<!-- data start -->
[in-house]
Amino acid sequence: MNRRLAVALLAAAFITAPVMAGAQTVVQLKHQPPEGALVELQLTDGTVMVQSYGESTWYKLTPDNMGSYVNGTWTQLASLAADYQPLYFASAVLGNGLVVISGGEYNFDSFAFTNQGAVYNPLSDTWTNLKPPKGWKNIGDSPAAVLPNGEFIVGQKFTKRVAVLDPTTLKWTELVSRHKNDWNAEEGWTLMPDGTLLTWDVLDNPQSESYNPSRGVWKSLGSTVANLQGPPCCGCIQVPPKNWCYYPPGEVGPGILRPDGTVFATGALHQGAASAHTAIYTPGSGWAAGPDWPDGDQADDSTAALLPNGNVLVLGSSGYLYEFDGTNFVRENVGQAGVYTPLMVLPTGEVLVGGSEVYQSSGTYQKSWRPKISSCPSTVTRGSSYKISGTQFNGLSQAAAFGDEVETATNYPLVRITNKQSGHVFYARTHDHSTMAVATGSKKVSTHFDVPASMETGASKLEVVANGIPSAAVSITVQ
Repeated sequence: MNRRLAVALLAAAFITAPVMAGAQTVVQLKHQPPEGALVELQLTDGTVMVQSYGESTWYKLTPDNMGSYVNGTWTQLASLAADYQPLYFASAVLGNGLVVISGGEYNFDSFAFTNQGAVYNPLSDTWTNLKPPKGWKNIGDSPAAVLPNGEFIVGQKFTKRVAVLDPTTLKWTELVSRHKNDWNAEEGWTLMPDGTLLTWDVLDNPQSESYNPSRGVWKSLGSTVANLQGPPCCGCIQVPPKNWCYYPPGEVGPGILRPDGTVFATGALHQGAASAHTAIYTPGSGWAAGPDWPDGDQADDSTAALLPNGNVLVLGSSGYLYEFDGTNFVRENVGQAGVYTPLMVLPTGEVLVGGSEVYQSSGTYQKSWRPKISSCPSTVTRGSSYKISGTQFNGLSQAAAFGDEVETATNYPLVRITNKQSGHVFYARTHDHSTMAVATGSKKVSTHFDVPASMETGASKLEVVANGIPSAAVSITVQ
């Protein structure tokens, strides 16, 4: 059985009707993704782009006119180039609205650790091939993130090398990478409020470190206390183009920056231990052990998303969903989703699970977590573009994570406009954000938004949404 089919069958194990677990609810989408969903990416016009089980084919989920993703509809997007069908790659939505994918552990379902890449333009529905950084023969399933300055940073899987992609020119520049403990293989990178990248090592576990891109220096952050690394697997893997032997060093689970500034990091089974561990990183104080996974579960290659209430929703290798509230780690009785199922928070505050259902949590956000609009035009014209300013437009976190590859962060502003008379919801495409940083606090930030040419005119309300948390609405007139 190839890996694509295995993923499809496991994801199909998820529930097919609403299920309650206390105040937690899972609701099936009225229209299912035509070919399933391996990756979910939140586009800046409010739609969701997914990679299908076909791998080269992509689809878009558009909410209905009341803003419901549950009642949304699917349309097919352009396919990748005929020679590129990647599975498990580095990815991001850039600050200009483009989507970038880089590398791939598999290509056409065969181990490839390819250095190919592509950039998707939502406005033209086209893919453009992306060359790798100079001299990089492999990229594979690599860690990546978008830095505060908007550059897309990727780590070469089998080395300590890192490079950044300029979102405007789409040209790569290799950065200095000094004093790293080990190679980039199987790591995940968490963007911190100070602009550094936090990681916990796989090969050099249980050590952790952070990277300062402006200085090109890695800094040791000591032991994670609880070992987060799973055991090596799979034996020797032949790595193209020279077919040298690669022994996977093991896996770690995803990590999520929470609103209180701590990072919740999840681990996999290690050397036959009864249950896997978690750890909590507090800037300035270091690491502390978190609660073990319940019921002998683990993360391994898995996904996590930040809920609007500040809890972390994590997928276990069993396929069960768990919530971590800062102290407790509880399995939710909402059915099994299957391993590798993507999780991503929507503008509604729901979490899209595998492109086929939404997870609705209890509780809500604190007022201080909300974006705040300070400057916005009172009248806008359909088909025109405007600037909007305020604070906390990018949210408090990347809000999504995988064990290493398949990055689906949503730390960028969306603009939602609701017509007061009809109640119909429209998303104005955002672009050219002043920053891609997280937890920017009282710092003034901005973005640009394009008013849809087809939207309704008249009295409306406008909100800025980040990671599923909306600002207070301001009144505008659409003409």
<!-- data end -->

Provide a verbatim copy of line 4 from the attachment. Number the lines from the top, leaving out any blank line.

């Protein structure tokens, strides 16, 4: 059985009707993704782009006119180039609205650790091939993130090398990478409020470190206390183009920056231990052990998303969903989703699970977590573009994570406009954000938004949404 089919069958194990677990609810989408969903990416016009089980084919989920993703509809997007069908790659939505994918552990379902890449333009529905950084023969399933300055940073899987992609020119520049403990293989990178990248090592576990891109220096952050690394697997893997032997060093689970500034990091089974561990990183104080996974579960290659209430929703290798509230780690009785199922928070505050259902949590956000609009035009014209300013437009976190590859962060502003008379919801495409940083606090930030040419005119309300948390609405007139 190839890996694509295995993923499809496991994801199909998820529930097919609403299920309650206390105040937690899972609701099936009225229209299912035509070919399933391996990756979910939140586009800046409010739609969701997914990679299908076909791998080269992509689809878009558009909410209905009341803003419901549950009642949304699917349309097919352009396919990748005929020679590129990647599975498990580095990815991001850039600050200009483009989507970038880089590398791939598999290509056409065969181990490839390819250095190919592509950039998707939502406005033209086209893919453009992306060359790798100079001299990089492999990229594979690599860690990546978008830095505060908007550059897309990727780590070469089998080395300590890192490079950044300029979102405007789409040209790569290799950065200095000094004093790293080990190679980039199987790591995940968490963007911190100070602009550094936090990681916990796989090969050099249980050590952790952070990277300062402006200085090109890695800094040791000591032991994670609880070992987060799973055991090596799979034996020797032949790595193209020279077919040298690669022994996977093991896996770690995803990590999520929470609103209180701590990072919740999840681990996999290690050397036959009864249950896997978690750890909590507090800037300035270091690491502390978190609660073990319940019921002998683990993360391994898995996904996590930040809920609007500040809890972390994590997928276990069993396929069960768990919530971590800062102290407790509880399995939710909402059915099994299957391993590798993507999780991503929507503008509604729901979490899209595998492109086929939404997870609705209890509780809500604190007022201080909300974006705040300070400057916005009172009248806008359909088909025109405007600037909007305020604070906390990018949210408090990347809000999504995988064990290493398949990055689906949503730390960028969306603009939602609701017509007061009809109640119909429209998303104005955002672009050219002043920053891609997280937890920017009282710092003034901005973005640009394009008013849809087809939207309704008249009295409306406008909100800025980040990671599923909306600002207070301001009144505008659409003409």